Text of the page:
Startup Life: Unscripted #37 with Matthew Menezes, Chief Operating Officer at Arkahna

From maintaining a healthy work-life balance to leading a tech team, Matthew offers insights into the art of managing life in the fast lane of startup culture.

Startup Life: Unscripted is a TNG Media newsletter, as part of The Nudge Group, where we feature candid conversations with startup operators about their career journeys and experiences. If you received this email as a forward, you can read all our past interviews and subscribe right here.

Welcome back to Startup Life: Unscripted! In this week’s edition, we’re delighted to be chatting with Matthew Menezes, the Chief Operating Officer at Arkahna, a cloud-native company at the forefront of tech innovation.

From his early days as a Senior Technical Consultant at Diversus to his pivotal role as COO at Arkahna, he has continually navigated the evolving landscapes of technology and business.

Key interview takeaways:

👔 Navigating Daily Life as a COO: Matthew gives us an insider's view of his typical day at Arkahna, sharing his personal routines and strategies for managing the demands of a dynamic startup environment.

💡 Fostering a Human-Centric Approach: In a tech-heavy setting, he shares how he cultivates a culture that prioritises human needs and values, ensuring technology is used as a tool for enhancing human experiences.

⚖️ Maintaining Work-Life Balance: He talks about strategies for keeping a healthy balance and avoiding burnout in the fast-paced, often intense environment of startups.

🚀 Guidance for Tech Newcomers: Finally, Matthew imparts his wisdom for those embarking on a career in tech, especially those drawn to the dynamic and challenging world of startups.

Hey Matt, thanks for joining us today! I’m sure it's no small task being a COO, especially in a dynamic startup environment like Arkahna. Can you give us a snapshot of what your typical day looks like? Any favourite routines or rituals to set you up in the right way? 

The beauty and challenge of being in a senior role of a start-up is the number of hats you wear along the way. There isn’t such a thing as a typical day – every day brings a new challenge and if you ever feel you’re getting on top of everything, there’s always something right around the corner to make a mockery of that.

My week is generally split between client commitments, internal initiatives and operational routines. I leverage Outlook’s calendar religiously to stay on top of everything I need to get done – from scheduled meetings, to blocking out time to tackle deliverables, to task reminders.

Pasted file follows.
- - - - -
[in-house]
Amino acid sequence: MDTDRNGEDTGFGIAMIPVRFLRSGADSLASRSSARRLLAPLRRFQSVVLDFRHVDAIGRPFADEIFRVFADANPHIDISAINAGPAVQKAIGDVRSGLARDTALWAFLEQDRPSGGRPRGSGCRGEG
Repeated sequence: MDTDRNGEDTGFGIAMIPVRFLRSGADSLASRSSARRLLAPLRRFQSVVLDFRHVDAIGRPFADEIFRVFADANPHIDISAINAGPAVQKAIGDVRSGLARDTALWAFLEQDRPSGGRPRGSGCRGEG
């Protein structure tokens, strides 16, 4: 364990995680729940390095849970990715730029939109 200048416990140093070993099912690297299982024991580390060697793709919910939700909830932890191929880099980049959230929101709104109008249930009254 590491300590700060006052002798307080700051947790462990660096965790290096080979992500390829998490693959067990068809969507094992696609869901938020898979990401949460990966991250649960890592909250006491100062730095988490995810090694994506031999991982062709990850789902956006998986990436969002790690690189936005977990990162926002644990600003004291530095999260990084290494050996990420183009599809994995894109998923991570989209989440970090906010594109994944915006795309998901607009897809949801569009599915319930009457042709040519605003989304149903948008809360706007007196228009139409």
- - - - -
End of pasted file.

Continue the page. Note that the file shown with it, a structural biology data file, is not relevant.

It could very easily become overwhelming seeing tasks overflowing the ‘core hours of the day’ but it actually has the opposite effect – at the start of the day before the meetings generally start, I can take stock of everything that needs to be achieved that day, prioritise the things that have to get done, make sure nothing ‘known’ comes as a surprise, and ultimately shuffle things around when plans inevitably change.

Staying across the majority of the in-flight projects we’ll have running at any one time (both internal and external which can number in the 30s at any given time), as well as directly or indirectly managing ¾ of the team provides enough avenues to throw a spanner in the works of any best-laid plans for any given day – so embracing the chaos/the unknown becomes a necessity.

Adding some level of structure around that helps though – I’ll always block out time for lunch to provide an opportunity to reset/recharge and tackle the second half of the day. I also maintain a strict work cut-off at 5 to ensure I get enough time with the kids – any work that was left to wrap up can generally wait until they’re down for the night.

The calendar allows all that to be visualised – reminders can shuffle into the next day if they can wait, into the night if they can’t – but it never feels like I’m out of control of everything that needs to be done thanks to those rituals.

Your career path has taken you across many roles, from being a Senior Technical Consultant at Diversus to now being the COO at Arkahna. What inspired these career moves? 

An insatiable appetite to ‘climb the ladder’ / progress my career. It’s never mattered as much to me what I was working on, as long as I was continually learning, improving and ultimately progressing. Historically it’s been around the 2-3 year mark where I start getting itchy feet and looking for the next challenge.

On occasions that’s been with another organisation, and on others it’s been new roles within the same organisation. I’ve detoured into areas I wouldn’t have ever imagined I’d pursue (such as specialising in records management) for the career progression opportunities it would ultimately unlock.

One of my past mentors had me complete an exercise to timeline significant moments in my career alongside significant moments in my personal life, and it somewhat surprisingly showed that the 2 aligned. Moments of change in one generally saw me looking for change in the other.

So it was either a huge coincidence or pre-ordained that the opportunity to start Arkahna came soon after the birth of my first child. Perhaps not the most ideal timing (with a little thing called Covid thrown in the mix) but totally in line with every other big career step I’d made, which helped make it feel like the right move at the right time.

The other thing you could put it down to is our CEO Josh. He hired me into Diversus, brought me across to Ignia and ultimately convinced me that Arkahna was worth a shot – so I have a lot to thank him for with regards to my career journey too!

For many, startups can feel like uncharted territory. Given your experience at Arkahna, what's one thing you wish you knew before you stepped into the startup world?